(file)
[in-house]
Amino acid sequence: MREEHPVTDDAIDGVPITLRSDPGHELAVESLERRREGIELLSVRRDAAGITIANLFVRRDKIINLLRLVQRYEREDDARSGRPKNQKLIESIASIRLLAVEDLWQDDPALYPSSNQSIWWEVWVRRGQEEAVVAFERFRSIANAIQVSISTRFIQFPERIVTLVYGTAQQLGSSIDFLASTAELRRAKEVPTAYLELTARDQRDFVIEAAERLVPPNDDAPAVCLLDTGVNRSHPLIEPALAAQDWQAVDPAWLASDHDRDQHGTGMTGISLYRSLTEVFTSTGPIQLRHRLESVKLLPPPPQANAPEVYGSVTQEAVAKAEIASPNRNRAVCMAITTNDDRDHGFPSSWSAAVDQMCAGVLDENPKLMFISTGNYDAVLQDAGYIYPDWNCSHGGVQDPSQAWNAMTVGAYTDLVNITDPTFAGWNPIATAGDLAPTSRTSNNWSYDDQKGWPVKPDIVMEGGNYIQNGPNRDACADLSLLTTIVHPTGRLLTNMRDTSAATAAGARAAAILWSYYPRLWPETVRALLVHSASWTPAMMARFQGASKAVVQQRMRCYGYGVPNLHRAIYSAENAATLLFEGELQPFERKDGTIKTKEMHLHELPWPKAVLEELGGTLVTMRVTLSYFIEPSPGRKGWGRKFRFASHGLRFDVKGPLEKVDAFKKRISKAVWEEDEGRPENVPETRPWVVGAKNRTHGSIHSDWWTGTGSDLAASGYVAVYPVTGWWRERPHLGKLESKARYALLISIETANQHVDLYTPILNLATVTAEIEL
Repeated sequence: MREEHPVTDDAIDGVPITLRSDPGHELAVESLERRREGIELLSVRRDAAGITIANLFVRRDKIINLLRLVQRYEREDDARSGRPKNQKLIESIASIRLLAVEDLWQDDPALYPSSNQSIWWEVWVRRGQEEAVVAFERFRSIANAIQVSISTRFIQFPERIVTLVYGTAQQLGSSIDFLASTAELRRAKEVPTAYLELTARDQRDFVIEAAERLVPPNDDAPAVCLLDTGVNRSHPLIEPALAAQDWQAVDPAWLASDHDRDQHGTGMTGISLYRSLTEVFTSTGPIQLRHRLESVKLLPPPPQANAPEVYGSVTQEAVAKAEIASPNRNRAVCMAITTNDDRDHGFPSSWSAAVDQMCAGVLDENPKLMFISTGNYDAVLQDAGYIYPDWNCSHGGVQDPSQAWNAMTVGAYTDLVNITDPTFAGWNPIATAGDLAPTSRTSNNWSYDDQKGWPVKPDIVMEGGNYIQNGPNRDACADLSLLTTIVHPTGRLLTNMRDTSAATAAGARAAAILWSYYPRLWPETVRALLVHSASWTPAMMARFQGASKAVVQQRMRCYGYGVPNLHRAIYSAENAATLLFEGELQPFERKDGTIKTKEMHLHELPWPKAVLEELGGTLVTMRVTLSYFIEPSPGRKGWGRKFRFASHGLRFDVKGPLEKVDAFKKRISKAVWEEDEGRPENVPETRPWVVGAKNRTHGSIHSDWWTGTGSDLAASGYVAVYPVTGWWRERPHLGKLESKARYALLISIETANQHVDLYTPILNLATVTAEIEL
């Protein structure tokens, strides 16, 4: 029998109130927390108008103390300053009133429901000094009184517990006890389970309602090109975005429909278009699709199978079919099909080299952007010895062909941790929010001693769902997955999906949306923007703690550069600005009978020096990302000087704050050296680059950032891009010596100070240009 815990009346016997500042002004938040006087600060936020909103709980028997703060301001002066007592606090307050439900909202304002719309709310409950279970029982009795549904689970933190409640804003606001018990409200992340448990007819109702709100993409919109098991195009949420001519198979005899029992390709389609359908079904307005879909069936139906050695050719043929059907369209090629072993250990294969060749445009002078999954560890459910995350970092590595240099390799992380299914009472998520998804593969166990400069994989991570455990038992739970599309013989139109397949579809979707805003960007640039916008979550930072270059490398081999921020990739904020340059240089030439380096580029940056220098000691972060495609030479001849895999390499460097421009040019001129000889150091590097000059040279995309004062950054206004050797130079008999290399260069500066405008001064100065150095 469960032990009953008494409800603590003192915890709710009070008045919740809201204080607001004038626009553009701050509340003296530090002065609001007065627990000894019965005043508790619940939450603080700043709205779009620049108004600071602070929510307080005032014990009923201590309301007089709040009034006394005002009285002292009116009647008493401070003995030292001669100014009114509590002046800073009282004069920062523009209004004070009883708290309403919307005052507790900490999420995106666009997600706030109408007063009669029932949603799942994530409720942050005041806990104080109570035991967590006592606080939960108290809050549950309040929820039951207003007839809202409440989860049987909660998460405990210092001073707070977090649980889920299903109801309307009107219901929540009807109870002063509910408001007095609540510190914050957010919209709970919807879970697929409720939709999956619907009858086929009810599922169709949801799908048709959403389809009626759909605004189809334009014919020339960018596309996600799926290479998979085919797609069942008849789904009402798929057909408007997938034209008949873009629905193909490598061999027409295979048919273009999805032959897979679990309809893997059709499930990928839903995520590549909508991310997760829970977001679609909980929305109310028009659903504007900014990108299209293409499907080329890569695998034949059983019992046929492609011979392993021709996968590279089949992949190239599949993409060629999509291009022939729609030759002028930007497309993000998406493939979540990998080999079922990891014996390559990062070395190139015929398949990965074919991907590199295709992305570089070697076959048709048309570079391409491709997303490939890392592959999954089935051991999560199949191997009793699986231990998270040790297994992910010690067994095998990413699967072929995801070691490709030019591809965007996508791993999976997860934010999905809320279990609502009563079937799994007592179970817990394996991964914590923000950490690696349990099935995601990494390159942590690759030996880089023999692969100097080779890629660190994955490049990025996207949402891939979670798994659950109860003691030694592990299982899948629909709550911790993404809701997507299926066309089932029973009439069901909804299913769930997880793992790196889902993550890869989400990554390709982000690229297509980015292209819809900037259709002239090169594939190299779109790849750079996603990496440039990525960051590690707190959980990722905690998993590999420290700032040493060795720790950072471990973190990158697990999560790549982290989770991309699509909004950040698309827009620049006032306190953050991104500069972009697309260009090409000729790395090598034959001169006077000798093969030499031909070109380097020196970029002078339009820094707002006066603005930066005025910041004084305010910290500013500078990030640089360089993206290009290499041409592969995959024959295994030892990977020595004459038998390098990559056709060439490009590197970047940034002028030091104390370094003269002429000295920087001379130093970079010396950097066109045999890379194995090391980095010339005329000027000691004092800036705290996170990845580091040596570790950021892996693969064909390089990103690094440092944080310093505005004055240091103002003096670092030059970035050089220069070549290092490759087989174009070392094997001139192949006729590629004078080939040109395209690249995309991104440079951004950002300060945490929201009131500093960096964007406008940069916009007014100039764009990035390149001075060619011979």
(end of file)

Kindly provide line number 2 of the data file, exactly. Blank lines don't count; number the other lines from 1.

Amino acid sequence: MREEHPVTDDAIDGVPITLRSDPGHELAVESLERRREGIELLSVRRDAAGITIANLFVRRDKIINLLRLVQRYEREDDARSGRPKNQKLIESIASIRLLAVEDLWQDDPALYPSSNQSIWWEVWVRRGQEEAVVAFERFRSIANAIQVSISTRFIQFPERIVTLVYGTAQQLGSSIDFLASTAELRRAKEVPTAYLELTARDQRDFVIEAAERLVPPNDDAPAVCLLDTGVNRSHPLIEPALAAQDWQAVDPAWLASDHDRDQHGTGMTGISLYRSLTEVFTSTGPIQLRHRLESVKLLPPPPQANAPEVYGSVTQEAVAKAEIASPNRNRAVCMAITTNDDRDHGFPSSWSAAVDQMCAGVLDENPKLMFISTGNYDAVLQDAGYIYPDWNCSHGGVQDPSQAWNAMTVGAYTDLVNITDPTFAGWNPIATAGDLAPTSRTSNNWSYDDQKGWPVKPDIVMEGGNYIQNGPNRDACADLSLLTTIVHPTGRLLTNMRDTSAATAAGARAAAILWSYYPRLWPETVRALLVHSASWTPAMMARFQGASKAVVQQRMRCYGYGVPNLHRAIYSAENAATLLFEGELQPFERKDGTIKTKEMHLHELPWPKAVLEELGGTLVTMRVTLSYFIEPSPGRKGWGRKFRFASHGLRFDVKGPLEKVDAFKKRISKAVWEEDEGRPENVPETRPWVVGAKNRTHGSIHSDWWTGTGSDLAASGYVAVYPVTGWWRERPHLGKLESKARYALLISIETANQHVDLYTPILNLATVTAEIEL